I am sure that most people go into anything new, fully intending to follow through to completion. What would be the use of beginning it with the thought that you were not going to finish what you started? But we easily become sidetracked, discouraged, busy with other things, or lose interest. We see something else that looks more interesting or fun, or think of another project that seems more important, or think we'll take a short break then get back to what we're working on, so take off on something new without finishing what we were initially working on.

Sometimes we can be like that in our relationship with God. We become a christian and are so excited and ready to take on the world. We think we can overcome any obstacle and face any situation with faith and joy. Then life happens and we get knocked off our feet a few times. After a while we start taking longer and longer to get back on our feet. Discouragement sets in and we wonder if living for God is truly worthwhile. What once seemed exciting and new now seems like a lot of hard work. Or years down the road, we become stagnant and comfortable, and think we are wise enough to make it through life without fully depending on God; until something happens to get our attention.

What people don't seem to realize is that we are all committed to someone or something. Some people are committed to themselves and only depend on their own strength, intelligence and hard work to get them through life. Some depend heavily on people to make their decisions for them and do everything for them. They put their faith in a person, and then are let down and hurt if that person leaves them or disappoints them. Some are committed to a job or career and believe that enough hard work will make them financially secure. Their trust is in their bank account and material possessions.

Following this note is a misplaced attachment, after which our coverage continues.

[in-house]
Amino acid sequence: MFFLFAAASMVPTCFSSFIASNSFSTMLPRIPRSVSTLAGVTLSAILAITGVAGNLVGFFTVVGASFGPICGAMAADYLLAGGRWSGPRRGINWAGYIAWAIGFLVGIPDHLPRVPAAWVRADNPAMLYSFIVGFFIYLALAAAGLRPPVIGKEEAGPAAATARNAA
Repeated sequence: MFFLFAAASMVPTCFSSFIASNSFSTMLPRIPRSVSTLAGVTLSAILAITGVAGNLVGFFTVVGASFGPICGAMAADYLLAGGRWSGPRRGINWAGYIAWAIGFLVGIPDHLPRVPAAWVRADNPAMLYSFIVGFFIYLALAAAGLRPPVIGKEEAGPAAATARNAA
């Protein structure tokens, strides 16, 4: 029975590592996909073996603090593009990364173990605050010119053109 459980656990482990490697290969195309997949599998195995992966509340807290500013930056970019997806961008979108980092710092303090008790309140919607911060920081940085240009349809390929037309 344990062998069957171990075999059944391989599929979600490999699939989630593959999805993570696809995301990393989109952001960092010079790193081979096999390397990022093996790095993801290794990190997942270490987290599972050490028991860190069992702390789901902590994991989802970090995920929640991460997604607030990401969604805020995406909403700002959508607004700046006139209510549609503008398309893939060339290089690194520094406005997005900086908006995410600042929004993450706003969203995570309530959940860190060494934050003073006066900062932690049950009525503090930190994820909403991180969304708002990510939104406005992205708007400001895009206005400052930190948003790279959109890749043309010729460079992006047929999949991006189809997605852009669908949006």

The truth is, God has given us the knowledge to live day to day and survive life. He has made us to be a people of choice, and many times our decisions can affect the course of our life. God gives us strength to work, gives us hearts to love others, and the desire to trust. Those things are in all people, regardless of whether or not they choose to have a relationship with Him. So why would we choose to commit ourselves to God?

Proverbs 3:5,6 tells us to "Trust in the Lord with all your heart and lean not on your own understanding; in all your ways acknowledge Him and He will make your paths straight."

Psalm 37:23 says, "The steps of a good man are ordered by the Lord."

There are many times in my life when I've not understood circumstances that happened to me or my family; it was beyond my comprehension. There have been times when I've needed to make decisions and was unsure what to do. It's those times when I can choose to trust in the Lord, and pray for His guidance. When I acknowledge God and place my trust in Him, then He promises to make my paths straight. He promises to order and establish my steps. And when I fall down or mess up, He will lift me up and help me. I don't have to always rely on my own wisdom and strength for every situation, but can depend of the wisdom and strength of God.